When filing a disability insurance claim, do not:
Discuss your claim on social media
Social media may only show a small portion of your life, but insurers can take your willingly shared information at face value and use it against you.
Insurance companies build a “history of behavior” from your social media activity that supports their assertions about your disability and can invalidate your claim.
Reduce or cease social media activity on Facebook, Twitter, LinkedIn, Instagram, Tumblr, Snapchat, or any other sites you use once you file a claim. Even seemingly innocuous content can be interpreted in a way that contradicts your assertion of disability. Learn more about how social media activity can endanger your insurance claim.
Perform activities inconsistent with your restrictions and limitations
Once you file a claim, your insurance company will run surveillance on you and attempt to prove you are not really disabled. While this may not seem legal, insurance companies are entitled to evaluate what you said on your claim forms with how you appear in public.
If your disability prevents you from performing certain activities – such as lifting 10 pounds – make sure you follow the restrictions and limitations set forth by your doctor. If your insurance company videotapes you performing those activities in public, that footage will be used against you.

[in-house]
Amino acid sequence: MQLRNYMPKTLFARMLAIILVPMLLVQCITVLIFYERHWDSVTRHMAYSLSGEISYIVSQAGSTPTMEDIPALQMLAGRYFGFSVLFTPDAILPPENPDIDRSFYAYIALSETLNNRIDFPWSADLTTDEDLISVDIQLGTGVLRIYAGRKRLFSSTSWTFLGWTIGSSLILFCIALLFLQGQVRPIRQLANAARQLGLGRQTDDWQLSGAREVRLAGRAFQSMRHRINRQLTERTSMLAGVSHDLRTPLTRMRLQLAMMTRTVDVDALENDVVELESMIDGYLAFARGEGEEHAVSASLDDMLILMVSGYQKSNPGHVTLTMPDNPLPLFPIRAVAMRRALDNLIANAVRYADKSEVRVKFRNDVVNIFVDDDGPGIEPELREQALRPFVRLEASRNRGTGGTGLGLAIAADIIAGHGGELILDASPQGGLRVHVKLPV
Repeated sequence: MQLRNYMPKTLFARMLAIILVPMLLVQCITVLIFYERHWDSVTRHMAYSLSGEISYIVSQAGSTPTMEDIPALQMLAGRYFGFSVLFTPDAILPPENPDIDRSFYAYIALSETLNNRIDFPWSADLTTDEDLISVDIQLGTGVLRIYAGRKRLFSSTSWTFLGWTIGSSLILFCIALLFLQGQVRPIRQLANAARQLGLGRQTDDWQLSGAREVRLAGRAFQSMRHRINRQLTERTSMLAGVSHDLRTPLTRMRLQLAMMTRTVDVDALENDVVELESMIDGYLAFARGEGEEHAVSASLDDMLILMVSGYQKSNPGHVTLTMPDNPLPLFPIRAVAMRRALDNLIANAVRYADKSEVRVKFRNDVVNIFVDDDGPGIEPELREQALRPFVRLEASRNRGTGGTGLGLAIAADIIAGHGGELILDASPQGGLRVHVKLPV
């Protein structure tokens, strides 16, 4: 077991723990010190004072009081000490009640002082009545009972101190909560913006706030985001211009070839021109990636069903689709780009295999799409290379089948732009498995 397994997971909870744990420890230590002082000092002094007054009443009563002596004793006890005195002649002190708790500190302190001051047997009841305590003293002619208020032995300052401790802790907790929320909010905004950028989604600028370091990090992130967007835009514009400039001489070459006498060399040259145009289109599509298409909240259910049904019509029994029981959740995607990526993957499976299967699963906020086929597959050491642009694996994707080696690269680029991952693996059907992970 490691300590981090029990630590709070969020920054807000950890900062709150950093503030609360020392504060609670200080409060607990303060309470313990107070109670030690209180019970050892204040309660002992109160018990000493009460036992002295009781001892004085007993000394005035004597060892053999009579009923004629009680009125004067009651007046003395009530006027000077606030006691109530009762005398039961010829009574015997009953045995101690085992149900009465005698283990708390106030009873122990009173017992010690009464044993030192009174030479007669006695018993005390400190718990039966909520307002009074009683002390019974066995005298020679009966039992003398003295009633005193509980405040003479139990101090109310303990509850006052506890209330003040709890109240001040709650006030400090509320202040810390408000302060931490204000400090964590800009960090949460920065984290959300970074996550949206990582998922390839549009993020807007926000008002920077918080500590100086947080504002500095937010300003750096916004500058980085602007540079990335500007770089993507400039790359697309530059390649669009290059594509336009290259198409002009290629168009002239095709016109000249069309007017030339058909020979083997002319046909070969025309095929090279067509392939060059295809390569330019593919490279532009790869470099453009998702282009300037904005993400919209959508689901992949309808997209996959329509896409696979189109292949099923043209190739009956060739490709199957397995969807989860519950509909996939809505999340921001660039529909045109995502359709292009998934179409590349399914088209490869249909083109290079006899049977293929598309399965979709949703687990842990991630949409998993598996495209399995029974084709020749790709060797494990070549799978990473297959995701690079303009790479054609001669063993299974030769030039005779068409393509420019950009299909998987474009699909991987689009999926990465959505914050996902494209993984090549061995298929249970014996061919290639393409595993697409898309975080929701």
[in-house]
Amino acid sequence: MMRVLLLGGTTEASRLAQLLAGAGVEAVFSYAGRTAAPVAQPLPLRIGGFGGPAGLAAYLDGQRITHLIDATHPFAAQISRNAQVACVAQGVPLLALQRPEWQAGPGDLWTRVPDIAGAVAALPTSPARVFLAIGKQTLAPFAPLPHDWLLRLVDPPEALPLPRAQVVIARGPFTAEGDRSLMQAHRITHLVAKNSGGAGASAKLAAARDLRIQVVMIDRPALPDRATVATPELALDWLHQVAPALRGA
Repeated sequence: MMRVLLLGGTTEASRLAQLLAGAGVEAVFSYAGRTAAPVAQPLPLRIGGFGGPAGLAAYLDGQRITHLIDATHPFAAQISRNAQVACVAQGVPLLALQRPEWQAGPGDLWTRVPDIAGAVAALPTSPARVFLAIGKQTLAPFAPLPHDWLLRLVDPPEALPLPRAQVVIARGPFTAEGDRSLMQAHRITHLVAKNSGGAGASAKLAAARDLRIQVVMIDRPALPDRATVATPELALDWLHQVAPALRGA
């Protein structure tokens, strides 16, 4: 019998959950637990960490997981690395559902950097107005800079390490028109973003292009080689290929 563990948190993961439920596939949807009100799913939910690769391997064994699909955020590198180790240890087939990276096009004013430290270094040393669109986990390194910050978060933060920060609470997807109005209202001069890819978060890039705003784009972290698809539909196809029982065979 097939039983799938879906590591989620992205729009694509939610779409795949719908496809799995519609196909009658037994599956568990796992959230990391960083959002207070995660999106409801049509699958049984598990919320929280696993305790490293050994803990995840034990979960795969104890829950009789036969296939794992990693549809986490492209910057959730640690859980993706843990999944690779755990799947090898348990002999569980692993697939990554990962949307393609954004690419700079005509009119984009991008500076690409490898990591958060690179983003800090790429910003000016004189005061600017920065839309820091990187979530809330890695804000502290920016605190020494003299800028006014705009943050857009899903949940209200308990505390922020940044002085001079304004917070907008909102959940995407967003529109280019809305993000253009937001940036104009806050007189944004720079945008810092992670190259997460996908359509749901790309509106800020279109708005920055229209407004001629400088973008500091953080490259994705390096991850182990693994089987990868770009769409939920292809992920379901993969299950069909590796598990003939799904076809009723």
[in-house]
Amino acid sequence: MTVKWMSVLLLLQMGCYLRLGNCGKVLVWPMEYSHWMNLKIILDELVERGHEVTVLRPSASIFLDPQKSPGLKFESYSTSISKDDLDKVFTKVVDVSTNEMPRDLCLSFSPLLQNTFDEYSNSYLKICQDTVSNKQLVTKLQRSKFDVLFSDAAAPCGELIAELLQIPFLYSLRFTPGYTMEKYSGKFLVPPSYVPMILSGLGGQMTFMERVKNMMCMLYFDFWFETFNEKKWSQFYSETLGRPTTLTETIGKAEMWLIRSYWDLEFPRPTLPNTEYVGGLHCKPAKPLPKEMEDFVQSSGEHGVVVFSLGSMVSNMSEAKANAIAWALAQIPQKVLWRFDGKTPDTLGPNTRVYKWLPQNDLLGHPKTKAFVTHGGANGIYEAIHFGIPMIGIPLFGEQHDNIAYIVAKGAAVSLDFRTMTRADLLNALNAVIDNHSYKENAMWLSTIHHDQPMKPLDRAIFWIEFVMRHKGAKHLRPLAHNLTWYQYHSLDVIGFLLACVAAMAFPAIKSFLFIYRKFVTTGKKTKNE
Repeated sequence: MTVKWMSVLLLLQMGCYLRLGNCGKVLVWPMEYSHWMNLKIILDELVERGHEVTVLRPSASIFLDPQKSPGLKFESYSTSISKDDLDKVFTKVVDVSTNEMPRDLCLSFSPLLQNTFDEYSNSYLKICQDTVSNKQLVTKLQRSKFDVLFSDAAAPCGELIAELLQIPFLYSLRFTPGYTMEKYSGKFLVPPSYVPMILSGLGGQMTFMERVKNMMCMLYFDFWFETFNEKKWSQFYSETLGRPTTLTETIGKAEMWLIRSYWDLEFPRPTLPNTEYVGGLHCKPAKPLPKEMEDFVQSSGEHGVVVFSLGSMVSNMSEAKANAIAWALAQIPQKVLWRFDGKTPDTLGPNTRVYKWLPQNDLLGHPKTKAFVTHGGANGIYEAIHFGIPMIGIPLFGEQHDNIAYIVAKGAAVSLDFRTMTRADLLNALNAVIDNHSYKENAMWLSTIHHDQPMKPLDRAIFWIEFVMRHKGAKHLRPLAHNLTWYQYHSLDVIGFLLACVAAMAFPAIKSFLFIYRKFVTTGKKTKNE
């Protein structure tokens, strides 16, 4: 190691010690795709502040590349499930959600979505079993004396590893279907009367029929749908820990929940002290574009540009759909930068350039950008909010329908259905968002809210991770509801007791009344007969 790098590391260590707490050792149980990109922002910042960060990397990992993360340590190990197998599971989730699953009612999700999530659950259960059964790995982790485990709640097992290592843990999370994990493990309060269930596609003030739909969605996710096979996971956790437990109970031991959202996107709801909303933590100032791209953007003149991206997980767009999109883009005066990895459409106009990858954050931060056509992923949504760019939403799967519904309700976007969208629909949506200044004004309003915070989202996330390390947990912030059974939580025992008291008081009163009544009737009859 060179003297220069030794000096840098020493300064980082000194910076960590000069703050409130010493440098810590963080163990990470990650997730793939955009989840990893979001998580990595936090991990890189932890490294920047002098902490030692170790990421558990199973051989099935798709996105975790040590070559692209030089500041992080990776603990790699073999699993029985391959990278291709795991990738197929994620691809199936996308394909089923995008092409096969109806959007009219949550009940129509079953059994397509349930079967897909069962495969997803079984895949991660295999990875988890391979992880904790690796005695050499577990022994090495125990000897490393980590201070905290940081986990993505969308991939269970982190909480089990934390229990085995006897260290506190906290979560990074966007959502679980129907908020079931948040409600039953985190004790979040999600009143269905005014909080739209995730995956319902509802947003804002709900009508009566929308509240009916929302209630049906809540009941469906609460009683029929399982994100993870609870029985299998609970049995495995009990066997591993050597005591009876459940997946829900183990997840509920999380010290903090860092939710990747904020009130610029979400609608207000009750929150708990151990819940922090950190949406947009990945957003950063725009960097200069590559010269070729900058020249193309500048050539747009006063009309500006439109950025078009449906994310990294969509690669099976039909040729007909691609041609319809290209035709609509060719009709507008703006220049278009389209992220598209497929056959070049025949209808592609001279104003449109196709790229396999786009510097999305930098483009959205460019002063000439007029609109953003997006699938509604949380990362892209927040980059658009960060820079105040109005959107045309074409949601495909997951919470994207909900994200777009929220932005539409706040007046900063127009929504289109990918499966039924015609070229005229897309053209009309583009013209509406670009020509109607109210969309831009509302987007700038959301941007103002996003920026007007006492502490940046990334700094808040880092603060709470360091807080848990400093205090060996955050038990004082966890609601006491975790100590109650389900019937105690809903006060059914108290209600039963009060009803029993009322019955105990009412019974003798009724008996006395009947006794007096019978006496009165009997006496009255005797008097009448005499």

Use the words “never” or “always” in your claim forms
Stay away from those two little words when completing your claim forms. If your insurance company finds evidence that you performed a certain activity you stated you can “never” do, or that you did not take medication you said you “always” need, expect a denial of benefits.
Agree to exams or evaluations without first understanding the terms of your policy
Your insurance company will likely ask you to participate in a field visit, independent medical exam, and/or functional capacity evaluation. Before you say yes, examine your policy closely. Are you required to comply? If so, consult an experienced disability insurance attorney before the field visit, IME or FCE to ensure you know your rights.
Miss any internal policy deadlines
Deadlines are a frustratingly difficult aspect of the insurance claims process. Many disability insurance policies have strict time limits for filing or giving notice of a claim. Failure to meet these proof of loss deadlines often ensures a denial of benefits.
Pay close attention to these time limits, as well as any bad faith tactics that might contribute to missed deadlines or rushed, poorly completed forms submitted to meet short deadlines.
Take no for an answer
Insurance companies are in the business of denying claims; if your claim is denied, do not give up. Instead, learn what your next steps are; the type of policy you have will indicate what options are available. You may be able to file an appeal or sue your insurance company if they acted in bad faith.
If you have specific questions about your disability insurance claim, or if your claim was denied, contact an experienced long term disability attorney for a free consultation.